Dissertation/Thesis Abstract

Psychological obstacles to choosing psychotherapy: A phenomenological study with a depth psychological perspective
by Grofik, Elaine Kriss, Ph.D., Pacifica Graduate Institute, 2007, 211; 3289679
Abstract (Summary)

Millions of Americans who are afflicted with mental illness go untreated. When violence is a symptom, afflicted individuals have the potential to affect the unafflicted in their personal lives and in their community. This phenomenological study addresses this issue from the standpoint of depth psychology in order to expand the current clinical and sociological knowledge of the obstacles, both conscious and unconscious, to seeking treatment. Seven men who were enrolled in a batterer's intervention program were the research participants. The data obtained revealed three primary conscious obstacles to choosing psychotherapy: fear, inability to identify need, and resistance to change. In addition to these obstacles were three lesser but significant obstacles: a resistance to recounting the past, a lack of confidence in therapy or therapists, and a concern that treatment would not be confidential.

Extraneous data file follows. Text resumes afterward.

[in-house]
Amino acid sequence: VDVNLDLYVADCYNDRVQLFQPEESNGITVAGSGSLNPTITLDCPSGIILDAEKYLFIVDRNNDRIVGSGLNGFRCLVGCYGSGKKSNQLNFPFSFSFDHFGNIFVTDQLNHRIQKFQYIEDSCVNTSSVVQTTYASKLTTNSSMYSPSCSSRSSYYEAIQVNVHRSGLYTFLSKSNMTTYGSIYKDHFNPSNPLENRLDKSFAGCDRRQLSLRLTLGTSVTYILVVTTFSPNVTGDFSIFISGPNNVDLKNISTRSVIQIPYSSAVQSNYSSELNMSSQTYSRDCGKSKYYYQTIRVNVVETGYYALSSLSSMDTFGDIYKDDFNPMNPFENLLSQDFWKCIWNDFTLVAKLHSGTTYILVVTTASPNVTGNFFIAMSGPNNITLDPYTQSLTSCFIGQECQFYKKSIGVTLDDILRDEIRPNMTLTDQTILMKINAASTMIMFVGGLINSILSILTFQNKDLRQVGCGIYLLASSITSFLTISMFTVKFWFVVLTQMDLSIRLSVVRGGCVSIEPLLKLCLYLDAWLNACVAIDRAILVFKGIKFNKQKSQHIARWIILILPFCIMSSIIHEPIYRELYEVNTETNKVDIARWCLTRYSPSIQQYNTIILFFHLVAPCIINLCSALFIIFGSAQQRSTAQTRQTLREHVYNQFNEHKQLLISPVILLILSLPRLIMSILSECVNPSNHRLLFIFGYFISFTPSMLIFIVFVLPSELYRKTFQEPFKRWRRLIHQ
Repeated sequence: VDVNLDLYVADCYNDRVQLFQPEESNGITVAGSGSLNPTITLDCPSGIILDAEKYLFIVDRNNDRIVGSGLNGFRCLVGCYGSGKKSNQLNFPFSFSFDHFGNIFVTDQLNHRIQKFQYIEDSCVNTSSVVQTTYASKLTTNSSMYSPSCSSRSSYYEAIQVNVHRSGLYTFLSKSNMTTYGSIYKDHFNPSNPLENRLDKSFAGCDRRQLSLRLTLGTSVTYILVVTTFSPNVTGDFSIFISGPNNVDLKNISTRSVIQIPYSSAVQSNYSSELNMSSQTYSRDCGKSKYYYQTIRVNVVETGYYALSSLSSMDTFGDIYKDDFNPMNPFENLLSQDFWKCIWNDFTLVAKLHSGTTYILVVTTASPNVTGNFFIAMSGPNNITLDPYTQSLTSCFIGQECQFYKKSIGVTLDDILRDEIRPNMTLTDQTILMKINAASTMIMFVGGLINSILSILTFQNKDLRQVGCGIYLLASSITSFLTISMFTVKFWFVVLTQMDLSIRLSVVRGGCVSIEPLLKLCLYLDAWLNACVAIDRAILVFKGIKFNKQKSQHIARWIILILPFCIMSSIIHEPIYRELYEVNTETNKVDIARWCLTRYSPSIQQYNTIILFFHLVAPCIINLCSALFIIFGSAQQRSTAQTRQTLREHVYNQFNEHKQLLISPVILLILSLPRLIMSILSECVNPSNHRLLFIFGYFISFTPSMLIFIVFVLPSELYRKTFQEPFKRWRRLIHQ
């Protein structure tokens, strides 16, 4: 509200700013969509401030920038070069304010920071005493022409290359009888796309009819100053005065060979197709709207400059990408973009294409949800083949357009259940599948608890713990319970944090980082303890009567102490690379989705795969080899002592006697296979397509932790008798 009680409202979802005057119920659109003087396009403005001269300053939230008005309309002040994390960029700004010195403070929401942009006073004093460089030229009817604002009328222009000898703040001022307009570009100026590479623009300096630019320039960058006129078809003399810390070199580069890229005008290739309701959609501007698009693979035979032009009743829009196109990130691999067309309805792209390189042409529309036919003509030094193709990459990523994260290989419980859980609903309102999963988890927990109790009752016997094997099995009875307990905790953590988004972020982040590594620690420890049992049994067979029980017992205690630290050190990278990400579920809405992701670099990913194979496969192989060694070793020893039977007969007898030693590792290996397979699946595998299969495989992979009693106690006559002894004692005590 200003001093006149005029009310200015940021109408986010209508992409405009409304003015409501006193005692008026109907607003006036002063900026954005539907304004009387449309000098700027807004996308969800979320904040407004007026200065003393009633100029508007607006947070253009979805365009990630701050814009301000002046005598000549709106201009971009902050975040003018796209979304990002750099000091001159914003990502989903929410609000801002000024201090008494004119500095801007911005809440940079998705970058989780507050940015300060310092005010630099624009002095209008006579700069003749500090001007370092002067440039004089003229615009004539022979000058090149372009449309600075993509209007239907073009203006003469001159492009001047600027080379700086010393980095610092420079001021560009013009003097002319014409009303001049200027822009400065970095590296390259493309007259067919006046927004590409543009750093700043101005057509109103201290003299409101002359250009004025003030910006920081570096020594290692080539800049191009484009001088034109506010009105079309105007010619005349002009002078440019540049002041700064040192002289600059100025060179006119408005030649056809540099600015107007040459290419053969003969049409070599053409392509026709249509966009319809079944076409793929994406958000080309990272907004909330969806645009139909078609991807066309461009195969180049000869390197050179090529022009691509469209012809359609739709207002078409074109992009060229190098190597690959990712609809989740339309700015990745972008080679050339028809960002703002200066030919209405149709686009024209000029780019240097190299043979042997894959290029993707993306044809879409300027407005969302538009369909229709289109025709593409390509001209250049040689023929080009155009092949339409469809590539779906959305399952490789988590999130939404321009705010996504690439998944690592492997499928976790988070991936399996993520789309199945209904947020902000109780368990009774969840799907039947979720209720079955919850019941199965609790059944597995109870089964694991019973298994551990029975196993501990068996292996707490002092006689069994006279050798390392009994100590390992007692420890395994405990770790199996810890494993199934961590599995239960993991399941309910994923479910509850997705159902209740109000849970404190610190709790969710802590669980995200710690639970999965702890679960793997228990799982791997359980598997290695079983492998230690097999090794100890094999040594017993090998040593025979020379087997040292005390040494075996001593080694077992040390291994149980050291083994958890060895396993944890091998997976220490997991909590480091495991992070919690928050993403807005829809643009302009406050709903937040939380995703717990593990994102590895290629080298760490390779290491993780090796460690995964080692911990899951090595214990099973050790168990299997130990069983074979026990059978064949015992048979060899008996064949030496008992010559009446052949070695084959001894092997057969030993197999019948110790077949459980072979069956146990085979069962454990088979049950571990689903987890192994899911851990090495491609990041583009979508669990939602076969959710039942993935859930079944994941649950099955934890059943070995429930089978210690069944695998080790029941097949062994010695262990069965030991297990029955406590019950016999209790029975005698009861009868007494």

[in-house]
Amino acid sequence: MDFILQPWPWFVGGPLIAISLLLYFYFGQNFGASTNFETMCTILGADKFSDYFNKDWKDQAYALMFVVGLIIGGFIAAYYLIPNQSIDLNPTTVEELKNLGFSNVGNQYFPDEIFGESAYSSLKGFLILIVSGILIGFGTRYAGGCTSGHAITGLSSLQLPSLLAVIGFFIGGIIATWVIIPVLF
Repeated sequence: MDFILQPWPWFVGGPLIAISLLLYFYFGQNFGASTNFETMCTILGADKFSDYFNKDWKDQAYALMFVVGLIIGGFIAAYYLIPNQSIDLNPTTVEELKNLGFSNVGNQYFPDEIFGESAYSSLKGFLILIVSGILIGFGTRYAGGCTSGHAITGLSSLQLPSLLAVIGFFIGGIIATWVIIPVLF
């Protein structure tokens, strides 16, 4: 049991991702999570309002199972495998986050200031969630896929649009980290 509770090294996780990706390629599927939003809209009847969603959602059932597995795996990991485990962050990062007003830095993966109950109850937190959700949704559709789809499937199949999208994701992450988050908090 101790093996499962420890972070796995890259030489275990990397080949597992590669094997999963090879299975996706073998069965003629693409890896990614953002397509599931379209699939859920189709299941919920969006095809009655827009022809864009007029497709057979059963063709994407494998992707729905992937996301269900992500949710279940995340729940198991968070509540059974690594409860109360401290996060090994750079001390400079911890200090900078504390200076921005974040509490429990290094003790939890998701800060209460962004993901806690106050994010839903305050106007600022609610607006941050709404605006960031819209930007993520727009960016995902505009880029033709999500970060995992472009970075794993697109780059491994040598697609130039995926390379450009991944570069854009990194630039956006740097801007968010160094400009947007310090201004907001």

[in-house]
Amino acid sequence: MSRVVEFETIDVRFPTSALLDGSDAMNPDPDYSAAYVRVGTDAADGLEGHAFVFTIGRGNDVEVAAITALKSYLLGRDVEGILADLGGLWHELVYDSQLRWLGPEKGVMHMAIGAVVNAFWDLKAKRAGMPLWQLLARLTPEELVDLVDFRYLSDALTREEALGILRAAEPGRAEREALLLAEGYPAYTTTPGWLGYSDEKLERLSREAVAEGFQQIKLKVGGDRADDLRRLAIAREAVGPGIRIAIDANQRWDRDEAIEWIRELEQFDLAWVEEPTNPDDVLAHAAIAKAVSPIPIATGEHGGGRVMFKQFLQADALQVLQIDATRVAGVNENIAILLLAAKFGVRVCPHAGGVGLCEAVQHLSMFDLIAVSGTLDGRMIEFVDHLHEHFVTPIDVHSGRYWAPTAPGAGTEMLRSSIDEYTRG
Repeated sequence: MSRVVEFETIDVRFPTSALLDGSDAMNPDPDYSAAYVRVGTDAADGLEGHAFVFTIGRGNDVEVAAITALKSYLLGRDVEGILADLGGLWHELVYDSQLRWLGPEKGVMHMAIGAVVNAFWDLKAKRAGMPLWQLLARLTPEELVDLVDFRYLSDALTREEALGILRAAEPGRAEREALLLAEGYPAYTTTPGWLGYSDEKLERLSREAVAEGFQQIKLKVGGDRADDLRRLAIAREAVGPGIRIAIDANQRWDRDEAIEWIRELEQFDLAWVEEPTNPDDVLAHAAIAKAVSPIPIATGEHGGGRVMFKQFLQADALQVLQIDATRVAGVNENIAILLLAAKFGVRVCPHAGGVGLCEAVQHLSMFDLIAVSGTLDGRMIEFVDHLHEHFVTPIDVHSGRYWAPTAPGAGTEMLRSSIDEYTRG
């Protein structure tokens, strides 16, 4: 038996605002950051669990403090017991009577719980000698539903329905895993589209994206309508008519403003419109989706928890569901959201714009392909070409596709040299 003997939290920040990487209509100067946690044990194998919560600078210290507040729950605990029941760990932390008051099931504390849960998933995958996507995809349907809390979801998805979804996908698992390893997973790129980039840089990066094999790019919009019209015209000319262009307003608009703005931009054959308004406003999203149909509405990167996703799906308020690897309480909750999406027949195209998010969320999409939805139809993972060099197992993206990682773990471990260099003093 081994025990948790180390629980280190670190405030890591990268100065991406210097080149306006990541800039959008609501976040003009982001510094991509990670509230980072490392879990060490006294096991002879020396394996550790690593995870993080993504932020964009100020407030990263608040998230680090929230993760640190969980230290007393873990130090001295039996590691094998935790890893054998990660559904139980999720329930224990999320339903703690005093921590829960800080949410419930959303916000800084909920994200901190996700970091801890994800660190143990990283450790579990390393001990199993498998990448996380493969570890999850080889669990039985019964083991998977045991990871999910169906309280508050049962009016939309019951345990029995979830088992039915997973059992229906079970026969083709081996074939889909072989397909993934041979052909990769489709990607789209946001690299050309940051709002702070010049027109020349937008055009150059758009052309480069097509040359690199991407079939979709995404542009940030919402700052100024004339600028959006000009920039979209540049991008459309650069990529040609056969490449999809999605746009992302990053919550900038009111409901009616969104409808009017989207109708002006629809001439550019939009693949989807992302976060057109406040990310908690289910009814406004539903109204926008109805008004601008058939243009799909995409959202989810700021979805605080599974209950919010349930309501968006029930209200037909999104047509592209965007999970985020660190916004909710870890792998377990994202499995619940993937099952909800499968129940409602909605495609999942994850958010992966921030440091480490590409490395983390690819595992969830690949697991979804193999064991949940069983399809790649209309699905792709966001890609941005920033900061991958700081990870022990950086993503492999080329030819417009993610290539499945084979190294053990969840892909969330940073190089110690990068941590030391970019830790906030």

The employment of a depth psychological lens revealed archetypal and mythic themes that emerged when psychic energy became autonomous within the interview process. Projections, resistance, and denial were exhibited but remained beyond consciousness. The stigma associated with mental illness was shown to be archetypal, active in the collective unconscious, and a redoubtable obstacle. The finding of determinate unconscious obstacles demonstrates the strength of psychological material that is present at the crossroads of decision. It is also significant that by qualitative standards, this study of seven individuals' experience of obstacles to choosing psychotherapy has a data base too small to generalize its findings, yet, the obstacles that manifested during the interviews are comparable to timeless traits that have been described in myth in numerous cultures for centuries. By utilizing depth psychology, the data were substantiated and generalized beyond the limits of what a traditional methodological approach could have provided. This result of the study supports the use of depth psychology in modern research.

Indexing (document details)
Advisor: Sharpe, Diana
Commitee:
School: Pacifica Graduate Institute
School Location: United States -- California
Source: DAI-B 68/11, Dissertation Abstracts International
Source Type: DISSERTATION
Subjects: Social psychology, Clinical psychology
Keywords: Community mental health, Depth psychological, Phenomenological, Psychological obstacles, Psychotherapy, Violence
Publication Number: 3289679
ISBN: 978-0-549-32619-9
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